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UPDATE (Oct. 23, 2018)– The special prosecutor elected to not file charges against Hill. Read more here.

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INDIANAPOLIS, Ind. — Indiana Attorney General Curtis Hill is pushing back against calls for him to step down following allegations that he touched four women inappropriately at a bar in March.

On Tuesday, John Zody, the Indiana Democratic Party Chairman, issued a statement on the allegations and called into question whether Hill can effectively carry out the duties of Attorney General. The statement read in part:

“The allegations reported yesterday are beyond troubling and wildly inappropriate in a professional or social environment for any person, much less a statewide elected official charged with such responsibility. Attorney General Hill should spare Hoosiers from this controversy and resign from office.”

AG Hill responded to Zody’s and other’s calls for him to resign and issued a statement which read in part:

“Let me be clear, I am not resigning my position as Attorney General. The people of the State of Indiana have given me the highest honor to have elected me with overwhelming support to the position of Attorney General. I will continue to honor my commitment to the citizens of this great state.”

At this point it doesn’t appear that charges are being pursued against Hill. In a statement, the Marion County Prosecutor’s Office said that “No investigation has been presented to our office by law enforcement regarding this matter.” Barring any charges, analysts say that Hill cannot face any form of discipline or be compelled to resign.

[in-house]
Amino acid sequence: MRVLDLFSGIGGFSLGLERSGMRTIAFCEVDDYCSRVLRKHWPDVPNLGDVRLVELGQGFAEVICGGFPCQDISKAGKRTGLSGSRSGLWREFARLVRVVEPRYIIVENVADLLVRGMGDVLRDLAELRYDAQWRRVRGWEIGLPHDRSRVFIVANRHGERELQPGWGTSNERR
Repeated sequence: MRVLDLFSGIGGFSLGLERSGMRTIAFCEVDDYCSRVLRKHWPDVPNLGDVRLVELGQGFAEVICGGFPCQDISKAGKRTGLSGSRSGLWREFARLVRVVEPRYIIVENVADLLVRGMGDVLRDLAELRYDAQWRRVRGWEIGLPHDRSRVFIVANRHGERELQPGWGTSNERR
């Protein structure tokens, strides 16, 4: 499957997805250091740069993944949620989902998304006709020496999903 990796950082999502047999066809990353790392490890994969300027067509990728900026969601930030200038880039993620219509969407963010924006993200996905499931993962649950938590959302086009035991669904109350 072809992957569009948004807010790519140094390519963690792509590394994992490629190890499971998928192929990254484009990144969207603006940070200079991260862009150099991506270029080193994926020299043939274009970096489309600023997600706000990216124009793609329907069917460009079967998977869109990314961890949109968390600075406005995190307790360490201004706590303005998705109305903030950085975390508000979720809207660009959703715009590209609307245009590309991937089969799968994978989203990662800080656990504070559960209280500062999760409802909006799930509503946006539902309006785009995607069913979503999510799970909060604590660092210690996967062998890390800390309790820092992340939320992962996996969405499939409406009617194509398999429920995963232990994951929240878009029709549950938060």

“My understanding is no, he’s a separately elected official, he’s part of the executive branch and being elected he really represents and responds to the people of Indiana,” said Laura Wilson, an assistant professor of political science at UIndy.

However, Hill points out that the allegation could become a big factor for voters once Hill’s term is up.

“If you’re an opponent of Hill’s, this is something that is just too easy to use as ammunition to not do that,” she said.

Indiana Gov. Eric Holcomb also weighed in on the allegations on Tuesday. Holcomb, who is currently out of state, issued a statement that read in part:

“We took great care to update our sexual harassment policies for the executive, legislative and judicial branches in the past few months. No one should be subjected to unwanted sexual advances. I commend House and Senate leaders for their immediate and formal follow up to the allegations presented to them.”

“I’ll return to Indianapolis late tomorrow night. Until I’ve reviewed the facts in detail, I will have no further comment.”